Decuypere S, Elinck E, Van Overmeir C, Talisuna AO, D’Alessandro U, Dujardin JC: Pathogen genotyping in polyclonal infections: application of a fluorogenic polymerase-chain-reaction assay in malaria. J Infect Dis. 2003, 188: 1245-1249. 10.1086/378521.

  18. 18.

    Daniels R, Ndiaye D, Wall M, McKinney J, Sene PD, Sabeti PC, Volkman SK, Mboup S, Wirth DF: Rapid, field-deployable method for genotyping and discovery of single-nucleotide polymorphisms associated with drug resistance in plasmodium falciparum. Antimicrob Agents Chemother. 2012, 56: 2976-2986. 10.1128/AAC.05737-11.

  19. 19.

    de Monbrison F, Raynaud D, Latour-Fondanaiche C, Staal A, Favre S, Kaiser K, Peyron F, Picot S: Real-time PCR for chloroquine sensitivity assay and for pfmdr1-pfcrt single nucleotide polymorphisms in plasmodium falciparum. J Microbiol Methods. 2003, 54: 391-401. 10.1016/S0167-7012(03)00086-1.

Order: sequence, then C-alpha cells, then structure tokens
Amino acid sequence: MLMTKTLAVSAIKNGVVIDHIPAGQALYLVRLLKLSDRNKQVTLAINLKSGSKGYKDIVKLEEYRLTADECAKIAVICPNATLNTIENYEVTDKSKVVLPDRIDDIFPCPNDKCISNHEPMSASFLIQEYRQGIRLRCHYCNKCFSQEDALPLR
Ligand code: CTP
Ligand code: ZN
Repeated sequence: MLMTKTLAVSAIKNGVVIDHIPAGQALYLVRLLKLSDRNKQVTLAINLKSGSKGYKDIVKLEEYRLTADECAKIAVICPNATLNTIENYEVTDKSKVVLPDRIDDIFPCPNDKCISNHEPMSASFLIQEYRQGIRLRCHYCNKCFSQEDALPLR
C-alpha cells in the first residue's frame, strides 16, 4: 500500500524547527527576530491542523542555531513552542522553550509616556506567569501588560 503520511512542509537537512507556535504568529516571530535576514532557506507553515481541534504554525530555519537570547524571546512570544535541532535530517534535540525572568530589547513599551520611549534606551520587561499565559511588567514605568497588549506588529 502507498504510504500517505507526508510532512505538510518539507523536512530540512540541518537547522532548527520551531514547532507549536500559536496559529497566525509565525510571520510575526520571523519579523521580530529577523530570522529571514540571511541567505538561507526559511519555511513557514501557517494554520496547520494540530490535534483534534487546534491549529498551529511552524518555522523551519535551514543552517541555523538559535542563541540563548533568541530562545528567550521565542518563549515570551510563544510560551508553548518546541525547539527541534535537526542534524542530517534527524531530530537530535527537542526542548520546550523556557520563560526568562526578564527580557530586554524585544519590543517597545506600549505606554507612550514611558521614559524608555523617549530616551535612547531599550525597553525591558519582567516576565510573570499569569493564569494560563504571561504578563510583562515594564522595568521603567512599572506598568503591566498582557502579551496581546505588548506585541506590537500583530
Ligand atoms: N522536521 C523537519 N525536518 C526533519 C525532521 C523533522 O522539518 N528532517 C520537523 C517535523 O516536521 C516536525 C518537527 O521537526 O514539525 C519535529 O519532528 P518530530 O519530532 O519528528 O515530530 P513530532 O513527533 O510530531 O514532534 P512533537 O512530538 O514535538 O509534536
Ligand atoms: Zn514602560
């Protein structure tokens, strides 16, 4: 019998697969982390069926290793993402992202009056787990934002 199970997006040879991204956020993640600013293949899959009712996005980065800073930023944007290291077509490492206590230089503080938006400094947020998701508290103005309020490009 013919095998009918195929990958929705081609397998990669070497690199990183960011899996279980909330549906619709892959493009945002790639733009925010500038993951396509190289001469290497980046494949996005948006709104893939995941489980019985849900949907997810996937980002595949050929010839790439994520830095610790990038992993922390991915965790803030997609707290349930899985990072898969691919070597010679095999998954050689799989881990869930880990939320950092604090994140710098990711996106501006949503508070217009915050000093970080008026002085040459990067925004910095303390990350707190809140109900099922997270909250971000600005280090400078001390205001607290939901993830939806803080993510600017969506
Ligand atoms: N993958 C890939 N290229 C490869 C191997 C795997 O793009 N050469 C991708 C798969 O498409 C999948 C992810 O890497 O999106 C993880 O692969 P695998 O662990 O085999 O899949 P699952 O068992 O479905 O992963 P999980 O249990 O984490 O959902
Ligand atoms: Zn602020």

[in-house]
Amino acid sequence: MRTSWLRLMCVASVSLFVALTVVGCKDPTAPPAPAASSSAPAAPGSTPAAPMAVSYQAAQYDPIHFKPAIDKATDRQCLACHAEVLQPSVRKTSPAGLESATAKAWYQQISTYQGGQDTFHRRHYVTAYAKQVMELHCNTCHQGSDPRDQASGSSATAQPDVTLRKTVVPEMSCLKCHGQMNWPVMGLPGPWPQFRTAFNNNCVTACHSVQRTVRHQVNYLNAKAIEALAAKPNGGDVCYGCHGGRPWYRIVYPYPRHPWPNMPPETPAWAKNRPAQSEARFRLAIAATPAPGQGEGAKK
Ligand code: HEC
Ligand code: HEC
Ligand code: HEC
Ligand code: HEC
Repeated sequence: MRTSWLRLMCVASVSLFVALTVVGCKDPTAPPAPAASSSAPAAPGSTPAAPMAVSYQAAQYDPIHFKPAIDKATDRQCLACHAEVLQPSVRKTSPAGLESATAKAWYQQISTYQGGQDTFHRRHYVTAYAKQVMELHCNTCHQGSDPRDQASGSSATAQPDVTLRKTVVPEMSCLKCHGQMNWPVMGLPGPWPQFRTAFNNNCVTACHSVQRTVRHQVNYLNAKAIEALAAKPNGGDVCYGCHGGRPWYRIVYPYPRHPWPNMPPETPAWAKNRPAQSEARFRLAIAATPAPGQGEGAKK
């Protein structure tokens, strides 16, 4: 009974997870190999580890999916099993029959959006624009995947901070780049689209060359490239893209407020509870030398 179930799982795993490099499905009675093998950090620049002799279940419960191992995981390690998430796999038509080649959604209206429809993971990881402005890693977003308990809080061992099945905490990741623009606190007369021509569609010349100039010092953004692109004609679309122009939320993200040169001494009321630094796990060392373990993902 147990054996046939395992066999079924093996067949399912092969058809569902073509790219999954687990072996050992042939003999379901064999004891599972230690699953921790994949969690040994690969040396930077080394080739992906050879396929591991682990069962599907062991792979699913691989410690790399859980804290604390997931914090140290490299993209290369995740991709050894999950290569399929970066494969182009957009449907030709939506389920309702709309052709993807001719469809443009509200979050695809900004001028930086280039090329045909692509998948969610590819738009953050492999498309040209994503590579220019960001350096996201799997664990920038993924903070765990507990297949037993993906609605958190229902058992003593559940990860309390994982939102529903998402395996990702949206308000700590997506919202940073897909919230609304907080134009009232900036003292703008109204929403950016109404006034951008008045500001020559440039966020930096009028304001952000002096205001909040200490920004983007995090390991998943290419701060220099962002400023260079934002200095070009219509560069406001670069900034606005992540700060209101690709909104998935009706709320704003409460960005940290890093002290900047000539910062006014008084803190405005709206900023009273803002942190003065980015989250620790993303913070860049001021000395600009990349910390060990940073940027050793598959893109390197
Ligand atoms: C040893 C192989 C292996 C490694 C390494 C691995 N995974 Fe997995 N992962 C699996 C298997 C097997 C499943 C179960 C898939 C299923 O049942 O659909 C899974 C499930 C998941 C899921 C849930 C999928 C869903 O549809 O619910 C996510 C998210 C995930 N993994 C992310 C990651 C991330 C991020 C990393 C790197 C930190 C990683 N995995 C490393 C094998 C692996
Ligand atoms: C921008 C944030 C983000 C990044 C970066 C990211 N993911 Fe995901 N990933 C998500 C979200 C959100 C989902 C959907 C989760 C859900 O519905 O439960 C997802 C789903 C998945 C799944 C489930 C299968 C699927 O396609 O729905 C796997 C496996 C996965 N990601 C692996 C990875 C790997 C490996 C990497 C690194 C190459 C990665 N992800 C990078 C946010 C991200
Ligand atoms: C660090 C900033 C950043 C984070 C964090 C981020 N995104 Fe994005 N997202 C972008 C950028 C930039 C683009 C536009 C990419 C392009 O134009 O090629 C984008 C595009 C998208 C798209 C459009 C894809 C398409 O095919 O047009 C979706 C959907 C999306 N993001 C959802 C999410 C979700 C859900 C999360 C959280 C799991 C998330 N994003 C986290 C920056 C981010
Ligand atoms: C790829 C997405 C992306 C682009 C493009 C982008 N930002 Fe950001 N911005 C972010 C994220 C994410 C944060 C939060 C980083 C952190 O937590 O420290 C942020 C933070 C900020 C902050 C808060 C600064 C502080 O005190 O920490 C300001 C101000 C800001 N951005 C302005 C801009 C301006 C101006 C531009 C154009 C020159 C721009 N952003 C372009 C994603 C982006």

20. 20.

    Purfield A, Nelson A, Laoboonchai A, Congpuong K, McDaniel P, Miller RS, Welch K, Wongsrichanalai C, Meshnick SR: A new method for detection of pfmdr1 mutations in plasmodium falciparum DNA using real-time PCR. Malar J. 2004, 3: 9-10.1186/1475-2875-3-9.

  21. 21.

    Kamau E, Alemayehu S, Feghali KC, Tolbert LS, Ogutu B, Ockenhouse CF: Development of a TaqMan allelic discrimination assay for detection of single nucleotides polymorphisms associated with anti-malarial drug resistance. Malar J. 2012, 11: 23-10.1186/1475-2875-11-23.

  22. 22.

    Carnevale EP, Kouri D, DaRe JT, McNamara DT, Mueller I, Zimmerman PA: A multiplex ligase detection reaction-fluorescent microsphere assay for simultaneous detection of single nucleotide polymorphisms associated with plasmodium falciparum drug resistance. J Clin Microbiol. 2007, 45: 752-761. 10.1128/JCM.01683-06.